Friday, April 17, 2009
It's a wedge issue for many voters in rural ridings and one the NDP is hoping to exploit. They were certainly making head-way with their "Axe the Tax" campaign last year, though the boiling rage of voters of yester-year when oil prices were at all time highs and the sting of the tax was still initially being felt, has not (yet) returned.
Enter Tzeporah Berman. A well known activist and greenie, Berman was one of the key activists at Claquot Sound as well as the executive director of PowerUP Canada and a cofounder of ForestEthics. You'd think her credentials as a environmentalist couldn't be in doubt. And they weren't, at least not until Berman wrote an email to Carol James accusing the NDP of using climate change and the environment in a hypocritically political way. The response online hasn't been pretty.
Like many environmentally minded people, Berman has become quite frustrated by the NDP's attempt to capitalize on the green revolution while avoiding making any political sacrifices. The Liberals, love em or hate em, took a hit when they brought in the carbon tax, and while nobody (except the liberal spinners) say its the be all and end all, it is a big step in the right direction.
Meanwhile the NDP say they have a better idea. Cap and trade. Why? Because "working families (read: rural drivers) are bearing to much of a burden. Ok, fair enough. So bring in something in addition to the carbon tax. But don't come to a voter like me and say, its all about the environment and then in the same breath pitch me with the "axe the tax" catchphrase.
By far the worst part of all this is the fissure the environmental issue is creating in the lefty political camp. Increasingly it is becoming apparent that many in the labour movement (not all by any stretch though) don't share many of the values of the greenie urban dwellers that used to vote predominately NDP. This tension, and the frustration it has elicited, has manifested itelf in a fairly strong worded attack on Berman and her credibility, pilliaring her as an NDP traitor and sell out to Campbell, BC liberals, and even the oil/gas companies. BC's Patrick Moore has been one comparison that has been bandied around.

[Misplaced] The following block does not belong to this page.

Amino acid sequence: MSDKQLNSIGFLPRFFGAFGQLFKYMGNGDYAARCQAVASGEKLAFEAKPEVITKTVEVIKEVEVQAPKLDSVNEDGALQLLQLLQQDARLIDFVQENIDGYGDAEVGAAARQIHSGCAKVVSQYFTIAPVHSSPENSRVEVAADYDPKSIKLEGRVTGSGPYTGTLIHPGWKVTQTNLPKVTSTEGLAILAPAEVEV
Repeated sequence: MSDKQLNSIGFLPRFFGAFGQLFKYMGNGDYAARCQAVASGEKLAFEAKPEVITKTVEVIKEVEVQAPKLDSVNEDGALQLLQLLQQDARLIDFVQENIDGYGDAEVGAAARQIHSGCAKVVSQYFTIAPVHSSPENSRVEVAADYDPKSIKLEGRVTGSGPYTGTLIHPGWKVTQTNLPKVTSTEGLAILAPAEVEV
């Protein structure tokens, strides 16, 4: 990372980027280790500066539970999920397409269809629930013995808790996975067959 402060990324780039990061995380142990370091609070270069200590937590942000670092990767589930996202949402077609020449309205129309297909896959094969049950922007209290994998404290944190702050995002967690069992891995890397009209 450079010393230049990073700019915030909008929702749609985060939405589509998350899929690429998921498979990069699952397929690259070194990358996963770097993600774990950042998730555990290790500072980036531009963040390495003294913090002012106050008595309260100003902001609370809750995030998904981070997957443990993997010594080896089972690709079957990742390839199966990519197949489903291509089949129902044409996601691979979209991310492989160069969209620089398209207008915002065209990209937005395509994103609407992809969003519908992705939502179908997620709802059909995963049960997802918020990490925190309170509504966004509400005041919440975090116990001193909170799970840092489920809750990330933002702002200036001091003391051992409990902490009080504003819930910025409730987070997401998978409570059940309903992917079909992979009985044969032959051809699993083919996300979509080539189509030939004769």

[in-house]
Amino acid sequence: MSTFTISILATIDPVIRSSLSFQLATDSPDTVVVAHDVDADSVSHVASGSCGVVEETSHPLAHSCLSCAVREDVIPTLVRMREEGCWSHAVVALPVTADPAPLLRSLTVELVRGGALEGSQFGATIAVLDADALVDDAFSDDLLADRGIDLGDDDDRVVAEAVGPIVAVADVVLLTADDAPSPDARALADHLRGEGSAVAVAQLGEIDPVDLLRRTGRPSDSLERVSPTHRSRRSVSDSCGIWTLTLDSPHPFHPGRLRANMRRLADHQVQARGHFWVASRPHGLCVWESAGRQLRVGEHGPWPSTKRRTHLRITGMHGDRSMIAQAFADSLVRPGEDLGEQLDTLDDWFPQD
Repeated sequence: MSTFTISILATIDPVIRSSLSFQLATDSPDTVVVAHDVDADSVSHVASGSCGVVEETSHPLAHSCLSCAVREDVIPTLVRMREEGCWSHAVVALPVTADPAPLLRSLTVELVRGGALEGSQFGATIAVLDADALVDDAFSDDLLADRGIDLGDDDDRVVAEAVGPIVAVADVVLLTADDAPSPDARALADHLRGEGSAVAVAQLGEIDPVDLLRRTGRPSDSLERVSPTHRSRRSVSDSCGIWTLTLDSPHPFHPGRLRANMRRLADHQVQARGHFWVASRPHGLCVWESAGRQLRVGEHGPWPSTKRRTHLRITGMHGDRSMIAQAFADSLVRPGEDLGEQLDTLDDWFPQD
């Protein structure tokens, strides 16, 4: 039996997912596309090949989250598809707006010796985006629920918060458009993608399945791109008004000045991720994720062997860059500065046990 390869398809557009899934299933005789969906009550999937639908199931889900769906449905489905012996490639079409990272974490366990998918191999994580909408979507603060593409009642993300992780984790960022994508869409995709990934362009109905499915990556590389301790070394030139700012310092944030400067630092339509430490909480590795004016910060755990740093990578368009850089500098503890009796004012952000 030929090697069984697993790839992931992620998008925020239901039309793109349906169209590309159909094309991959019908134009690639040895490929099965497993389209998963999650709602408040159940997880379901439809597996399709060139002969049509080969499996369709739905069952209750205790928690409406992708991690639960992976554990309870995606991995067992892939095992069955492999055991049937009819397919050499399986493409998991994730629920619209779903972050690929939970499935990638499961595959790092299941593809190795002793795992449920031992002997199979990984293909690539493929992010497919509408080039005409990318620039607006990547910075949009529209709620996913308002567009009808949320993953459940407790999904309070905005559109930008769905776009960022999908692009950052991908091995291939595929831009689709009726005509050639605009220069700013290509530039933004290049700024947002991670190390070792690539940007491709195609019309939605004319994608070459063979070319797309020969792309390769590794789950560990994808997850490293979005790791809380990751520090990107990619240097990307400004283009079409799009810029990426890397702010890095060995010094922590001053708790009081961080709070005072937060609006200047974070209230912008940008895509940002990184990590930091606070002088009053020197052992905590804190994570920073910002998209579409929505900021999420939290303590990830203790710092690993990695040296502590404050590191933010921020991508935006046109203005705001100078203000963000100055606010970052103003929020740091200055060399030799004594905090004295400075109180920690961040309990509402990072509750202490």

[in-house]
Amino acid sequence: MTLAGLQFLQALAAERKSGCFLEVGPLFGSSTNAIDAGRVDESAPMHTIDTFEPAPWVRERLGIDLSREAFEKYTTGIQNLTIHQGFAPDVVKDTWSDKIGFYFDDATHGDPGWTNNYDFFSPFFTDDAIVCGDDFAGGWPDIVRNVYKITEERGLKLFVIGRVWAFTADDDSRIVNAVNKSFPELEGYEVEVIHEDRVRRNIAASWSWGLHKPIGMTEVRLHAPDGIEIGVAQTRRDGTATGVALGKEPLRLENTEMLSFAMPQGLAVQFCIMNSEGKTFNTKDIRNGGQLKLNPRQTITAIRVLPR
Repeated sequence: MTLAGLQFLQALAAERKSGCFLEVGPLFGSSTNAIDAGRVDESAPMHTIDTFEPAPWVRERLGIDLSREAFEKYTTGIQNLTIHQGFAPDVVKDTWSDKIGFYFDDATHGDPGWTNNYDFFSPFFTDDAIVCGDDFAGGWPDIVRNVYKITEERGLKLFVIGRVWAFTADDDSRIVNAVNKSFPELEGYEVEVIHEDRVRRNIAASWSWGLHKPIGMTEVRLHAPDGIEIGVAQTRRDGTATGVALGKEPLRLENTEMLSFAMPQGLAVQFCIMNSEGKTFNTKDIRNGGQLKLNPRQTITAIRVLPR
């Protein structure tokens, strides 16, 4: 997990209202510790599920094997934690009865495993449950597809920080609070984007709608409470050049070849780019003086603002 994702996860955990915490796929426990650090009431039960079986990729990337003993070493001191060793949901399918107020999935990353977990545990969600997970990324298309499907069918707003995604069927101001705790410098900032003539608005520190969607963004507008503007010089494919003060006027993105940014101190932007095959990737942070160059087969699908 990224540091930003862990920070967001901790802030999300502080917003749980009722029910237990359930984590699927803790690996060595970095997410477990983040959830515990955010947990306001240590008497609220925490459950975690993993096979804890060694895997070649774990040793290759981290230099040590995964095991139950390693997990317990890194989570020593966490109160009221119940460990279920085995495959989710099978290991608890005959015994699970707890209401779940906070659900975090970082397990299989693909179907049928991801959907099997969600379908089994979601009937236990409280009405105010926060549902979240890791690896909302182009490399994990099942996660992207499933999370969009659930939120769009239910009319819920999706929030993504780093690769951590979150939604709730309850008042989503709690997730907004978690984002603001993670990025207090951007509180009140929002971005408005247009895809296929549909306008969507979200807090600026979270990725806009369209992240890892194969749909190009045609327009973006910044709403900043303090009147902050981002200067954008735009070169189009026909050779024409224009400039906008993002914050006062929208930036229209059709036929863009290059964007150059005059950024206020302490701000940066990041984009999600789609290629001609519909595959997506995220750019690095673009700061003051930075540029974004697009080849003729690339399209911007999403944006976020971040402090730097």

Unfortuntately, the reality of the situation is much more complex. Berman can be an environmentalist and a supporter of the carbon tax. The two, in fact, go quite well together. She can also be a supporter of the carbon tax and a progressive at the same time. This is something it'd be important for many to remember, particularly those hoping to take the orange and blue flag to Victoria in May.
In the end, it seems to me the more environmental measures the better. Carbon tax? Good. Cap and trade? Great. Rather than campaigning to destroy the tax, the NDP would be more diligent to campaign on augmenting it with a better system (if that's really what they want). But then, that might not play so well in the polls, now would it.
Thursday, April 16, 2009
Something that continues to strike me as remarkable about nature is its knack for perfect timing. Frankly, Mother Earth simply knows better. Just when we humans think we’ve got things under control – Kyoto-ized, carbon taxed and plastic bag free, nature throws a punch and reminds us who’s the boss. We are not the boss and dare I say, neither are the pirates. In fact, dolphins are this week’s winners.
Recently, pirates have found themselves on international media radar. The big story broke last week when Somali pirates kidnapped a U-S Cargo captain. Three pirates were killed during the Navy’s rescue operation. Even President Barack Obama has pirates on his mind as he’s vowed to “halt the rise of piracy.”
The Xinhua News Agency reports a school of dolphins appeared at just the right moment to stop a group of Somali pirates from taking a Chinese cargo ship last week by swimming in between the two vessels and effectively blocking the pirate’s access to their "booty." It should be noted that the Xinhua reported the dolphin intervention as fact: that it was the marine mammals complete intention to prevent the pirates from pillaging.
This dolphin behavior should come as no surprise to the U-S military say, circa 1989, when the United States Navy sunk $30 million dollars into training dolphins to guard a nuclear submarine base (dolphins and sea lions, actually.) The project took a turn however when, as outlined in the Navy’s report, the dolphins began refusing orders. Clearly, the dolphins knew better.
Based on the evidence, I think it’s safe to say that if our planet ever does find itself scheduled for demolition to make way for a hyper spatial express route, dolphins will, in fact, jump ship and leave earth.
Did those dolphins intentionally prevent pirates from capturing that cargo vessel? I doubt it. It’s more likely the school of fish they were following happened to be passing that way. But it’s a nice thought: dolphins acting as an alarm system for a group of sailors working a cargo ship, minding their own business. It makes you wonder how may more “alarm systems” nature sends our way. Do we notice them?